Fred was an Army veteran, a patriot, a self-described “libertarian,” and a diligent worker respected by his peers, whose dream was to start his own landscaping business.  It gives me no pleasure to admit that, because I didn’t have the patience to approach the issue by nibbling around its edges, I went straight for the jugular.  I told Fred that Wall Street loves fools like him.  They love gullible, simple-minded poor people who work hard, pay their taxes, and, yet, oppose forcing these parasitic Wall Street bastards to part with their money.  “They view you as the perfect stooge,” I told him.  “A poor man fighting for the interests of the rich.” Granted, what I said was self-righteous and overheated, but it got the point across.

However, Fred’s answer still confounds and haunts me.  He calmly said, “I plan to have my own business someday, and I don’t want the government taking my money.”

DAVID MACARAY, a Los Angeles playwright (“Americana,” “Larva Boy”) and writer, was a former labor union rep.  He can be reached at Dmacaray@earthlink.net

 

 

 

 

 

 

 

 

More articles by:

David Macaray is a playwright and author. His newest book is How To Win Friends and Avoid Sacred Cows.  He can be reached at dmacaray@gmail.com

December 19, 2018
Carl Boggs
Russophobia and the Specter of War
Jonathan Cook
American Public’s Backing for One-State Solution Falls on Deaf Ears
Daniel Warner
1968: The Year That Will Not Go Away
Arshad Khan
Developing Country Issues at COP24 … and a Bit of Good News for Solar Power and Carbon Capture
Kenneth Surin
Trump’s African Pivot: Another Swipe at China
Patrick Bond
South Africa Searches for a Financial Parachute, Now That a $170 Billion Foreign Debt Cliff Looms
Tom Clifford
Trade for Hostages? Trump’s New Approach to China
Binoy Kampmark
May Days in Britain
John Feffer
Globalists Really Are Ruining Your Life
John O'Kane
Drops and the Dropped: Diversity and the Midterm Elections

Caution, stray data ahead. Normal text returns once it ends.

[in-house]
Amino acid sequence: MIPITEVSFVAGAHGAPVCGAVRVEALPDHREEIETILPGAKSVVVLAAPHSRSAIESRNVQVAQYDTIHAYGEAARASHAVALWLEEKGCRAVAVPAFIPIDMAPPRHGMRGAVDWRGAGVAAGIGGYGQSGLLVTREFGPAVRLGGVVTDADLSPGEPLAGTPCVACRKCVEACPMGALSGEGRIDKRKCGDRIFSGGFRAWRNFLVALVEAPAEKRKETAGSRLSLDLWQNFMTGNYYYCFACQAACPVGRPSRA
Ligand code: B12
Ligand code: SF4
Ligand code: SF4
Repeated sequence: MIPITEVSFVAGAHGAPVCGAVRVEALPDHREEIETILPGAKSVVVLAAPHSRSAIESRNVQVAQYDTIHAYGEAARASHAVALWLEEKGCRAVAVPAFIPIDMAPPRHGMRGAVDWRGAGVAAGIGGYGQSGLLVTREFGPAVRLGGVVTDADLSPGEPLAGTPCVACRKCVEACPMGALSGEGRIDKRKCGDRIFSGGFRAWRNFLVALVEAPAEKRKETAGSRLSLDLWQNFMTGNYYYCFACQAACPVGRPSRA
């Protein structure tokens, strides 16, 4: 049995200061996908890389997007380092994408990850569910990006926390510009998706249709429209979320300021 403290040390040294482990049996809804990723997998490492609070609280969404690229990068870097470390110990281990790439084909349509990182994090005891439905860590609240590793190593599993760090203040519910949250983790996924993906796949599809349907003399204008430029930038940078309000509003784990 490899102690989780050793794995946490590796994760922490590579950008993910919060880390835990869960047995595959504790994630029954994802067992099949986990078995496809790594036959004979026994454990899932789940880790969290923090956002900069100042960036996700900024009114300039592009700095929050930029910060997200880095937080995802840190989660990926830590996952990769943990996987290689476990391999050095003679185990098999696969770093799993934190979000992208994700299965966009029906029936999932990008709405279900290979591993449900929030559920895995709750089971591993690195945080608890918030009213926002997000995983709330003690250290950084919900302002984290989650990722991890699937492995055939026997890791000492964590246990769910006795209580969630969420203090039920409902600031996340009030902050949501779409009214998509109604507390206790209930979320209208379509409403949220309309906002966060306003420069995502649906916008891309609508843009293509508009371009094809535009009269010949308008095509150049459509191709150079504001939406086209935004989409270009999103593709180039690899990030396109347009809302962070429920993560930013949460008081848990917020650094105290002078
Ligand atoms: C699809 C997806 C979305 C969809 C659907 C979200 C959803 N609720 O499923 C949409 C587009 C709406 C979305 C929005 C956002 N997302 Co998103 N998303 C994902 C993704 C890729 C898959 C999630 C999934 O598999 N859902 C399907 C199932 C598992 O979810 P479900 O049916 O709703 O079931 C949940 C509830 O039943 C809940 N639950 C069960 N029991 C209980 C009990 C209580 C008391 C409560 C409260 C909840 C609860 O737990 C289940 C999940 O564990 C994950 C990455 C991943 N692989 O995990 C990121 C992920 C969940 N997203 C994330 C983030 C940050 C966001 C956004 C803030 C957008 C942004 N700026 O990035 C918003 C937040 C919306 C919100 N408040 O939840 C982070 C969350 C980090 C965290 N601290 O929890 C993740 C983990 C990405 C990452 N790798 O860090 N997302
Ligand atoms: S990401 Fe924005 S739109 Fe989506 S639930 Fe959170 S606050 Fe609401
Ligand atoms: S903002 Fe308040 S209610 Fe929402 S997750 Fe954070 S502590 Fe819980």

December 18, 2018
Charles Pierson
Where No Corn Has Grown Before: Better Living Through Climate Change?
Evaggelos Vallianatos
The Waters of American Democracy
Patrick Cockburn
Will Anger in Washington Over the Murder of Khashoggi End the War in Yemen?
George Ochenski
Trump is on the Ropes, But the Pillage of Natural Resources Continues
Farzana Versey
Tribals, Missionaries and Hindutva
Robert Hunziker
Is COP24 One More Big Bust?
David Macaray
The Truth About Nursing Homes
Nino Pagliccia
Have the Russian Military Aircrafts in Venezuela Breached the Door to “America’s Backyard”?
Paul Edwards
Make America Grate Again
David Rosnick
The Impact of OPEC on Climate Change
Binoy Kampmark
The Kosovo Blunder: Moving Towards a Standing Army
Andrew Stewart
Shine a Light for Immigration Rights in Providence
December 17, 2018
Susan Abulhawa
Marc Lamont Hill’s Detractors are the True Anti-Semites
Jake Palmer
Viktor Orban, Trump and the Populist Battle Over Public Space
Martha Rosenberg
Big Pharma Fights Proposal to Keep It From Looting Medicare
David Rosen
December 17th: International Day to End Violence against Sex Workers
Binoy Kampmark
The Case that Dare Not Speak Its Name: the Conviction of Cardinal Pell
Dave Lindorff
Making Trump and Other Climate Criminals Pay
Bill Martin
Seeing Yellow
Julian Vigo
The World Google Controls and Surveillance Capitalism
ANIS SHIVANI
What is Neoliberalism?
James Haught
Evangelicals Vote, “Nones” Falter
Vacy Vlanza
The Australian Prime Minister’s Rapture for Jerusalem
Martin Billheimer
Late Year’s Hits for the Hanging Sock
Weekend Edition
December 14, 2018
Friday - Sunday
Andrew Levine
A Tale of Two Cities
Peter Linebaugh
The Significance of The Common Wind
Bruce E. Levine
The Ketamine Chorus: NYT Trumpets New Anti-Suicide Drug
Jeffrey St. Clair
Roaming Charges: Fathers and Sons, Bushes and Bin Ladens
Kathy Deacon
Coffee, Social Stratification and the Retail Sector in a Small Maritime Village
Nick Pemberton
Praise For America’s Second Leading Intellectual
Robert Hunziker
The Yellow Vest Insurgency – What’s Next?
Nick Alexandrov
George H. W. Bush: Another Eulogy
Patrick Cockburn
The Yemeni Dead: Six Times Higher Than Previously Reported
Brian Cloughley
Principles and Morality Versus Cash and Profit? No Contest
Michael F. Duggan
Climate Change and the Limits of Reason
FacebookTwitterGoogle+RedditEmail